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“Myths of the American Dream: Access to Higher Education for Citizen Children of Undocumented Latino Immigrants”

Author: Melannie Agaton

Department: UIC Institute for Policy & Civic Engagement

Advisor: Dr. Ivón Padilla-Rodríguez

Abstract: This project examines how access to higher education is impeded for children of undocumented immigrants due to their parent’s status, further evaluating how U.S citizens within mixed-status families are subjected to second class citizenship. More specifically, it addresses the experiences and needs of university students within mixed-status families to better inform policy changes that reduce barriers to accessing higher education. Qualitative research was conducted through interviews with several university students from mixed-status families in the Chicagoland area. Results of the study indicated that having undocumented parents resulted in various hardships, with financial struggles often posing as the most prominent barrier to higher education. Moreover, financial struggles were exacerbated by federal and state financial aid systems that proved to be inadequate due to inaccurate depictions of finances and systemic errors preventing undocumented parents from completing applications. This project expands upon the widening effects of the current immigration system and provides insight into all of those impacted, irrespective of legal status. In turn, the implications of this project are prompting policymakers to consider the wide-reaching effects of immigration policies to pass laws that account for these experiences. It also provides state officials and university administrators with insight into the needs of their students. Furthermore, this research concludes that there is a need for a reformed state financial aid system that provides additional financial aid resources to mixed-status families and provides a more accurate and thorough consideration of their experiences to create equitable access to higher education.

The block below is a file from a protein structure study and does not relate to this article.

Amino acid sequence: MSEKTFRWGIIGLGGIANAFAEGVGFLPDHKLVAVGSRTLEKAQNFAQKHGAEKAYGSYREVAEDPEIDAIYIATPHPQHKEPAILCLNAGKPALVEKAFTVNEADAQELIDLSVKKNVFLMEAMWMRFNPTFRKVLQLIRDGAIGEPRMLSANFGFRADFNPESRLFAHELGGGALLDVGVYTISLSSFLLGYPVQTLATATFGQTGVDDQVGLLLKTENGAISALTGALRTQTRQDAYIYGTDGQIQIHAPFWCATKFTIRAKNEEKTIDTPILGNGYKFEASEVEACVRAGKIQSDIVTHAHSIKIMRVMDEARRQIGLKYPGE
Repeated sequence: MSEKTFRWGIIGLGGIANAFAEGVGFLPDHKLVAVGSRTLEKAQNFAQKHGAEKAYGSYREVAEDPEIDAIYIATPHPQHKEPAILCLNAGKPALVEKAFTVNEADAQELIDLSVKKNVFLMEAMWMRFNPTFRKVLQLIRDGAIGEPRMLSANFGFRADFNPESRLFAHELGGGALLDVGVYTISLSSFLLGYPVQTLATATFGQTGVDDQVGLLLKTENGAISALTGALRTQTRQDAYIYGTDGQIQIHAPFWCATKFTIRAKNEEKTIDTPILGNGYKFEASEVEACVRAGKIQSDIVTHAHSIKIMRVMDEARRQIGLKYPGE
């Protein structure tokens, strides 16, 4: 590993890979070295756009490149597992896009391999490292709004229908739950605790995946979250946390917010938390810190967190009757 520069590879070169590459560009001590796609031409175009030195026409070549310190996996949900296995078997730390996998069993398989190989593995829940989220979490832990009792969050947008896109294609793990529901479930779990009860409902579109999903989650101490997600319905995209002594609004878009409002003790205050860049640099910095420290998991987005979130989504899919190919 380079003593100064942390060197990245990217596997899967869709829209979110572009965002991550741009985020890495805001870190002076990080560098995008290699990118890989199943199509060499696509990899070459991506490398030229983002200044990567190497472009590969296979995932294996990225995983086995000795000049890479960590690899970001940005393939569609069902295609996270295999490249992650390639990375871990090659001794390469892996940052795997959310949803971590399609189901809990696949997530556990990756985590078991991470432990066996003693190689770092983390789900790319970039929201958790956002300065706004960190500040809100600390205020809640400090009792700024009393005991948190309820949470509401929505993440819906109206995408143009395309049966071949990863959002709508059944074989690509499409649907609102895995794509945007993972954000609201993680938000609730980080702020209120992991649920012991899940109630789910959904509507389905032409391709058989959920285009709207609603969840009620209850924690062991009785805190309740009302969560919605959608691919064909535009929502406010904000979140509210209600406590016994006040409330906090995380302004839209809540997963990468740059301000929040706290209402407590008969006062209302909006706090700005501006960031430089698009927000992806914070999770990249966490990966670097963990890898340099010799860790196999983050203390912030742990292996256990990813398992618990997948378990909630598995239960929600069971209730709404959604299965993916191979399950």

Keywords: Mixed-Status Families, Financial Aid, Access to Higher Education, Multi-generational punishment